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Federal Highway Administration Research and Technology
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Publication Number: FHWA-RD-02-085
Date: July 2006
Highway Concrete Technology Development and Testing Volume IV:Field Evaluation of SHRP C-206 Test Sites (Early Opening of Full-Depth Pavement Repairs)
CHAPTER 4. CONCLUSIONS AND RECOMMENDATIONS
The full-depth repairs made with HES materials placed under SHRP C-206 gave variable long-term performance. All sections in Georgia provided excellent performance; however, the performance of the Ohio sections was plagued by the longitudinal cracking that developed in a majority of the repairs within few weeks after the repairs were opened to traffic. An analysis conducted under this study showed that the most likely cause of the longitudinal cracking in the Ohio sections is the excessive difference between the PCC temperature during curing and the nighttime low temperatures. Two of the Ohio sections (VES and FS) also started to develop map cracking by 1997. These two sections developed extremely high temperatures during curing (excess of 70 °C); DEF is the suspect cause of the map cracking.
The following conclusions can be made based on the performance of the full-depth repairs at the two SHRP C-206 test sites:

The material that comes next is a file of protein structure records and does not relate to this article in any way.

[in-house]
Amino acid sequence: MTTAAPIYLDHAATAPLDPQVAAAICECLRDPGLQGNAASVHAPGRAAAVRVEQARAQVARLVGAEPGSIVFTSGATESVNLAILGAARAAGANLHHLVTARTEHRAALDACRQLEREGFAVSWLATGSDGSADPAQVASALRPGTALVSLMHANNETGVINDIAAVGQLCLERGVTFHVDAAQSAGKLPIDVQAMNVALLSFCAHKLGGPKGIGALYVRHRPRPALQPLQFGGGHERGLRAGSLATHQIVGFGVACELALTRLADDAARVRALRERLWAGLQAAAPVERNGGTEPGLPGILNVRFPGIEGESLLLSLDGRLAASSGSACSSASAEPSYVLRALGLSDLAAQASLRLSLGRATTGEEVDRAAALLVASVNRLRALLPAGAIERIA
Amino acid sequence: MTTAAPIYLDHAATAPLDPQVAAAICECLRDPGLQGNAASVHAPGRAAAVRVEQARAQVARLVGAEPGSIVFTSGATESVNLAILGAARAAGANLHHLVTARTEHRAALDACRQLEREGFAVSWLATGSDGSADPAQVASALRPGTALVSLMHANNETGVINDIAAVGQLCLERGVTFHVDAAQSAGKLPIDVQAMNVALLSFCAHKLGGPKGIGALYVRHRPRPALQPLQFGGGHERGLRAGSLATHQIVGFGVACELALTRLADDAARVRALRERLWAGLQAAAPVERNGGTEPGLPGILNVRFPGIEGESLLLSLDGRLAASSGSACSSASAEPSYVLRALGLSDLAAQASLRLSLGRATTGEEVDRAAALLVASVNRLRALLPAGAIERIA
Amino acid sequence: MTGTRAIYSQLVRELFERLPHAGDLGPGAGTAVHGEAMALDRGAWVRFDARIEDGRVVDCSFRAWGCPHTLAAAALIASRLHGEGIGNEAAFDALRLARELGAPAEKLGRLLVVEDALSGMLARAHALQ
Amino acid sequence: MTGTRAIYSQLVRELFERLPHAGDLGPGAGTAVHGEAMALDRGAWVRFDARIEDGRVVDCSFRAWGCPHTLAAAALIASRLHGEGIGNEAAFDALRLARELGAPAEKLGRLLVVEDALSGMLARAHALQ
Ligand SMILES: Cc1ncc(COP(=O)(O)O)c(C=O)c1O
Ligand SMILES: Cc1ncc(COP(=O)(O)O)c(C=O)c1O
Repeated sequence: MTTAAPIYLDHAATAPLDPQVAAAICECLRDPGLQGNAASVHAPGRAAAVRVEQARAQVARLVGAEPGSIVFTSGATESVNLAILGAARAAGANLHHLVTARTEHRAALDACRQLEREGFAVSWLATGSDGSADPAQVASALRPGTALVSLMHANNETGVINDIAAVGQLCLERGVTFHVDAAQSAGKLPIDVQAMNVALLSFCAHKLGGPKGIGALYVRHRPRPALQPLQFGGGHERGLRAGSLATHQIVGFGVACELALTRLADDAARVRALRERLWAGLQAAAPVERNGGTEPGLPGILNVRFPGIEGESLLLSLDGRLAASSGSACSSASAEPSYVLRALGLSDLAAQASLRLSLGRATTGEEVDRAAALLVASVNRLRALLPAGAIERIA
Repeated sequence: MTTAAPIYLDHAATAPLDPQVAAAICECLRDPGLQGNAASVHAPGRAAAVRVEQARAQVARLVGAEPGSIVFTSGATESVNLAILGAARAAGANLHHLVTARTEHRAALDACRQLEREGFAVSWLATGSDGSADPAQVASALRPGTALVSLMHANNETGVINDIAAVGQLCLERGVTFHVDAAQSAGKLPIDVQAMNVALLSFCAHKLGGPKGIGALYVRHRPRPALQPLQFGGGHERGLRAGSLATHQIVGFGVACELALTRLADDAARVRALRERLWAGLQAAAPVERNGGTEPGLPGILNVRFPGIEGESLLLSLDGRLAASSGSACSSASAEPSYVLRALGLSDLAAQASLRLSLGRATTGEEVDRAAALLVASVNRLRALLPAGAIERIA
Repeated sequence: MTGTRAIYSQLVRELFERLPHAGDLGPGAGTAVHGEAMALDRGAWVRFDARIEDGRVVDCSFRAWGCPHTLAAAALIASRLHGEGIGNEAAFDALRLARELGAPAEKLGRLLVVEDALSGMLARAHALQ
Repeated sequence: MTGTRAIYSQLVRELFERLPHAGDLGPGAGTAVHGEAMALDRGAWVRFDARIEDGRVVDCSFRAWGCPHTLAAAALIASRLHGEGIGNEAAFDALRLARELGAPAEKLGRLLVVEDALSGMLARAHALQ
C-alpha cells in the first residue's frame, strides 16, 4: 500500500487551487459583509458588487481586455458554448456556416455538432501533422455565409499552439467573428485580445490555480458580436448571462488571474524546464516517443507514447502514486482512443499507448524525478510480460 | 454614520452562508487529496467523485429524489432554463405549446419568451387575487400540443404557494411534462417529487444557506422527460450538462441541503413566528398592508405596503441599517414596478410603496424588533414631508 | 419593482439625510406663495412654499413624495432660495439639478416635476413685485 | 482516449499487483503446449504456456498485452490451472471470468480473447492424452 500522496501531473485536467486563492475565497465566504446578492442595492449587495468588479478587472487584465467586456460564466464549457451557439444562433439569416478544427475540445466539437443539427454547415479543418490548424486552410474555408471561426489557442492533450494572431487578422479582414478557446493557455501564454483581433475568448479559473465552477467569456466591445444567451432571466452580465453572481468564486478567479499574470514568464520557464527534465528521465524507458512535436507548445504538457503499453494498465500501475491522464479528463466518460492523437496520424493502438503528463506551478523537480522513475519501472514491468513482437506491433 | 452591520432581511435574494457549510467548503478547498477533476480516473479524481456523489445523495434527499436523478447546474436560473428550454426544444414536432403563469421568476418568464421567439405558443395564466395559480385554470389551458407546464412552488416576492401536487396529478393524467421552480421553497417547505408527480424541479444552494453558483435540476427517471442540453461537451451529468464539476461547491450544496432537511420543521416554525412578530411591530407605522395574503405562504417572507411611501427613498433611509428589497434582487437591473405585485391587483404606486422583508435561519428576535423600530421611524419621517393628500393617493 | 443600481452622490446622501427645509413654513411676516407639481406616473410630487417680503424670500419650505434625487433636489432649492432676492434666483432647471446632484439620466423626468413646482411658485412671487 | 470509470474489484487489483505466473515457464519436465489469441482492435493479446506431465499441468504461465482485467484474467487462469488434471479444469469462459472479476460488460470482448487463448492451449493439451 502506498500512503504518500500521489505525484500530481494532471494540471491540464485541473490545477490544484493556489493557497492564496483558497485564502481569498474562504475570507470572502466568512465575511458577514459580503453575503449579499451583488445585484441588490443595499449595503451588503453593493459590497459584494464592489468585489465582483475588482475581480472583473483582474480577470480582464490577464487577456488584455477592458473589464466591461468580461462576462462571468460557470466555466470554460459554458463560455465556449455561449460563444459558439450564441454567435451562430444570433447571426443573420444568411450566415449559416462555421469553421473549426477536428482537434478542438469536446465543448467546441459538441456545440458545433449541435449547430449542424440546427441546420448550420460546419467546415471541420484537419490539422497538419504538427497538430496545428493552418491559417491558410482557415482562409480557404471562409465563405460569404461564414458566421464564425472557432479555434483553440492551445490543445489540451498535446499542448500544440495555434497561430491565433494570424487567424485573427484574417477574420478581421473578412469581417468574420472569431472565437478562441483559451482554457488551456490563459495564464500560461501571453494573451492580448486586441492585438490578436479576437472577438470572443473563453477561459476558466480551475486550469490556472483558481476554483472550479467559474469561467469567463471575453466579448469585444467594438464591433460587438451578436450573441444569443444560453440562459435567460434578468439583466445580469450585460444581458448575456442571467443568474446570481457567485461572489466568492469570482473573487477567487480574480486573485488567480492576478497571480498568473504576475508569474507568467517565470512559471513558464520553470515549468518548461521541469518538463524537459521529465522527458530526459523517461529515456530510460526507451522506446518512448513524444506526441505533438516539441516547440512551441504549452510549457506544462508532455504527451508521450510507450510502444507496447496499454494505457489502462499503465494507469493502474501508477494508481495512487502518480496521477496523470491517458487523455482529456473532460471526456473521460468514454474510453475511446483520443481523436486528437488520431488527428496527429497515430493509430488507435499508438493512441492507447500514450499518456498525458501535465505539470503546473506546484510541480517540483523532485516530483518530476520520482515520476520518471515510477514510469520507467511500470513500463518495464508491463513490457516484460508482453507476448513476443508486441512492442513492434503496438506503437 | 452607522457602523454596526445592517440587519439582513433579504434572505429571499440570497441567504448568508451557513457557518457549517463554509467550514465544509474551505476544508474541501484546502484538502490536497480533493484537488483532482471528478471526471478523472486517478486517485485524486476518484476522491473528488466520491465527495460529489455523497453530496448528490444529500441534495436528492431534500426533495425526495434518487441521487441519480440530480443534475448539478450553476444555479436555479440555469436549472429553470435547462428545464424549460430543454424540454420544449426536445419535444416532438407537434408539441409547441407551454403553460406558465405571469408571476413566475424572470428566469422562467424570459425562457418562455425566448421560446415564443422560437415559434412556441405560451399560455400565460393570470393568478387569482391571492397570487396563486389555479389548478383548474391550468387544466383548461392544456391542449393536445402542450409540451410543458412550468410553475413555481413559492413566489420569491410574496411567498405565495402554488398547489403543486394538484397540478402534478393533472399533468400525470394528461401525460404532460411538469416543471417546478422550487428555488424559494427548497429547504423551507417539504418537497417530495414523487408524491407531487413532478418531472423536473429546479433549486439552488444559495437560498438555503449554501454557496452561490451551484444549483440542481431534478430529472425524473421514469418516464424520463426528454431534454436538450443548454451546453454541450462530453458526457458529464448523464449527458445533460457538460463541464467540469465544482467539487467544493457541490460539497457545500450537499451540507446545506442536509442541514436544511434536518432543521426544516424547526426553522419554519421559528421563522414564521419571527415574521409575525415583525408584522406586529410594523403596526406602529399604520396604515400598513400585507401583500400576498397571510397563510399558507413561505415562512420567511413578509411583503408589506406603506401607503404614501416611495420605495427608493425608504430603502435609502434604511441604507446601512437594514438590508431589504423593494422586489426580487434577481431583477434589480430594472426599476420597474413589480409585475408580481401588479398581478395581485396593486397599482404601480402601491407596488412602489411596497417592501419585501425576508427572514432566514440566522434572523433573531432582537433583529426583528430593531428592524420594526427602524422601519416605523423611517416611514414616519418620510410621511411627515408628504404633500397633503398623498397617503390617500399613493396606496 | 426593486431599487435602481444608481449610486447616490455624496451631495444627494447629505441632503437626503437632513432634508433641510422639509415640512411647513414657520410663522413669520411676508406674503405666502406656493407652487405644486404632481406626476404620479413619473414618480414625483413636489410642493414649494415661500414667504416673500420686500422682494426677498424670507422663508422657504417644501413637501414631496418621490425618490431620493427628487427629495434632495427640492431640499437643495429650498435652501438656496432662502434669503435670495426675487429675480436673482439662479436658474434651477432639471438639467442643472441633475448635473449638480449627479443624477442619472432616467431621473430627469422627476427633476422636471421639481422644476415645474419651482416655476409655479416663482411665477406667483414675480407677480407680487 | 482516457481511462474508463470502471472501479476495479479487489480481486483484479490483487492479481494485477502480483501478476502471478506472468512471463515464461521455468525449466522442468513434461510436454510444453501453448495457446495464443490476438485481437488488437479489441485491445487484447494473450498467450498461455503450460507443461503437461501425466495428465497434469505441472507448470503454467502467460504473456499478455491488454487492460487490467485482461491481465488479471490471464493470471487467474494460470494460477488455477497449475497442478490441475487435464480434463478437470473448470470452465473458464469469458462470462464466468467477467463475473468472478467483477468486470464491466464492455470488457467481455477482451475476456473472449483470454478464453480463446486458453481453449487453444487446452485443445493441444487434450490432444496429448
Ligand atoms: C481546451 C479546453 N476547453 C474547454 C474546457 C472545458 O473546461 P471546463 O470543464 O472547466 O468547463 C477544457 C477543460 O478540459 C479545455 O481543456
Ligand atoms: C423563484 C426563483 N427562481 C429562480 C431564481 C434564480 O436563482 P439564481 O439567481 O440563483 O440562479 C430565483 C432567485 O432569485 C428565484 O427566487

The results of this evaluation showed that in terms of fatigue damage or faulting performance, the repairs could be opened to traffic at much lower strengths than those typically recommended. However, opening at strengths much less than those recommended in various manuals of practice (ACPA 1995; Yu et al., 1994; Snyder et al., 1989) is not advisable because of the risk of random failures caused by a single heavy load at an early age. Therefore, the following opening criteria suggested in the SHRP C-206 manual of practice are still recommended:
No change is recommended to the minimum repair size, but further research is recommended into the effects of repair size on potential for longitudinal cracking. The Ohio site where the longitudinal cracking was a problem only had 1.8-m repairs. Therefore, the effects of repair size could not be determined. Although the temperature conditions during construction appear to be the dominant factor affecting the risk of longitudinal cracking, it is possible for repair dimension to be a factor.